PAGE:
The Case for Having Your Wedding Reception at a Bar, Brewery or Distillery
One of the greatest tensions that shoots through almost any wedding centers on drinking. It’s a topic that’s launched thousands of clicks, on articles like First We Feast’s “A Complete Guide to Drinking at a Wedding” and Deadspin’s “How to Drink at Weddings Without Making an Ass of Yourself.” And it’s no wonder. Weddings are events that typically kick off in a church and require the purchase of a nicer piece of clothing than you’ve likely bought yourself all year. The question of where knocking a few back fits into the day plagues everyone from the bride — see BrideBox’s “How Much Alcohol Should I Have at My Wedding?” — to the majority of the guests.
It’s a question that’s plagued brides, grooms and their guests virtually as long as weddings have been around. And if you’re the kind of couple that wants to get a little loose with your friends on your big day, there’s an easy answer: have your reception in an emphatically spirits-friendly location. As it turns out, the more casual wedding atmosphere in a brewery or bar has benefits beyond encouraging your friends and family to have a good time.
For Megan and Josh Herrington, who live in New Orleans, the choice to have their wedding reception in a tiki bar was inspired as much by the food as it was by the drinks.
“When we talked about getting married, since we eat Mexican food so much, we had to have it at a place that offers unlimited tacos. Chicken? Prime rib? No thank you!” Megan says. What this couple needed was a taco bar.
Looking around for a place that could host their friends for a big taco party, they settled on Felipe’s Taqueria, which had recently expanded an upstairs space into a full tiki bar.
“It was the perfect culmination to the day. We had an outdoor reception in the park and a bicycle second line to the reception. It was so great. My husband built a pedal pub two years ago for Mardi Gras, and we put the whole wedding party on the pedal pub. Everyone else rode bikes, electric cars and scooters [from the ceremony to the reception].”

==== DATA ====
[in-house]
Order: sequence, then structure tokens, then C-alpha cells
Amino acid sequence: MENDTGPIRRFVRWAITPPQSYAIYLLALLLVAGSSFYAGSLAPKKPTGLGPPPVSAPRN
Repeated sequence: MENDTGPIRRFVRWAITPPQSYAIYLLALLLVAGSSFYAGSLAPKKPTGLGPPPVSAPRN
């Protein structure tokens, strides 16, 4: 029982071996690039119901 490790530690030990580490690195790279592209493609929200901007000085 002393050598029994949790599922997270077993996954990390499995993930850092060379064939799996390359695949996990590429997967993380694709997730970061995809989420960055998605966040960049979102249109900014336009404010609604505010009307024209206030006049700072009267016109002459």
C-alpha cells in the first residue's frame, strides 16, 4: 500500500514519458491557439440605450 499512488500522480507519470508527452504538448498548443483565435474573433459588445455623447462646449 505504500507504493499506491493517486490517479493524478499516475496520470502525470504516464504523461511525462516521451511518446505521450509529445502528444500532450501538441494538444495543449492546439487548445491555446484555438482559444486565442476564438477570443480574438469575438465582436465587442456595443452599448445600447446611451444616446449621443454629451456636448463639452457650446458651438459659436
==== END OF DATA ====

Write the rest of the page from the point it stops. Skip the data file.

The unstuffy atmosphere of a tiki bar atop a Mexican restaurant broke down the usual barriers of decorum that people feel at weddings — do I talk to other guests I don’t know and meet other important people from this couple’s life? Or do I stick with the folks I know? Can I ask the bride’s grandma to dance?
“People sat in lounge seating areas. It was super casual. I would turn around and see my mom talking to Josh’s best friend from college and his coworker,” Megan says. “For who Josh and I are, putting our friends and family in a traditional setting would have been stifling! Big old cabana seats and lounge tables — it had such a casual and cohesive atmosphere.”
Having a wedding reception inside of a bar may be a little too casual for some. In that case, breweries and distilleries that double as event spaces and play host to weddings year-round may be an answer.
“From doing these events and talking to other wedding planners, the people who usually choose to do these unusual weddings are pretty laid back and fun in the first place,” says Carmen Miranda, the event coordinator for Terrapin Brewing Company in Athens, Georgia.
Miranda recalls one couple in particular who got married in The Tree Room — a rough, industrial space in an old warehouse that has no roof. “All of their friends were waiting outside in the parking lot and then they all rode over here for the party.”
When the wedding party arrived — some people dressed formally in suits, others wearing jeans and v-neck tees — they, too, tucked into a meal of tacos.
But not every reception in a spirits-friendly location has to be a laid-back affair. Chelsea Pecco and her husband, Jamie Evans, got married at the luxurious St. Nicholas Abbey rum distillery in Barbados. The emphasis of their wedding was on experiencing the lush grounds of the distillery and sharing the couple’s love of spirits with their guests.
“We met and got engaged at Tales of the Cocktail,” says Pecco. She and her husband come from the hospitality and spirits industries, so when they were scouting a location for their wedding, they wanted a place where they and their friends could enjoy their shared interests and feel comfortable partying, too.
Both before and after the reception, the Abbey was open to the guests to tour and learn about the process of producing rum. “When we got engaged and we started talking about what we wanted, our biggest desire was to throw a badass party, to make everyone happy,” Pecco says. And they accomplished their goals “... because [the rum distillery] is a unique experience even if you’re not in the liquor industry.”
Getting a little drunk with our friends is what many of us do to celebrate everything from birthdays to the completion of big projects, and a wedding is meant to be one of the biggest celebrations of all. Hosting a reception at a place that celebrates some aspect of spirits culture is one way to make sure everyone feels comfortable getting into a celebratory mood. And if someone has too much, who better than the staff of a bar or brewery to make sure an over-served guest finds a taxi home?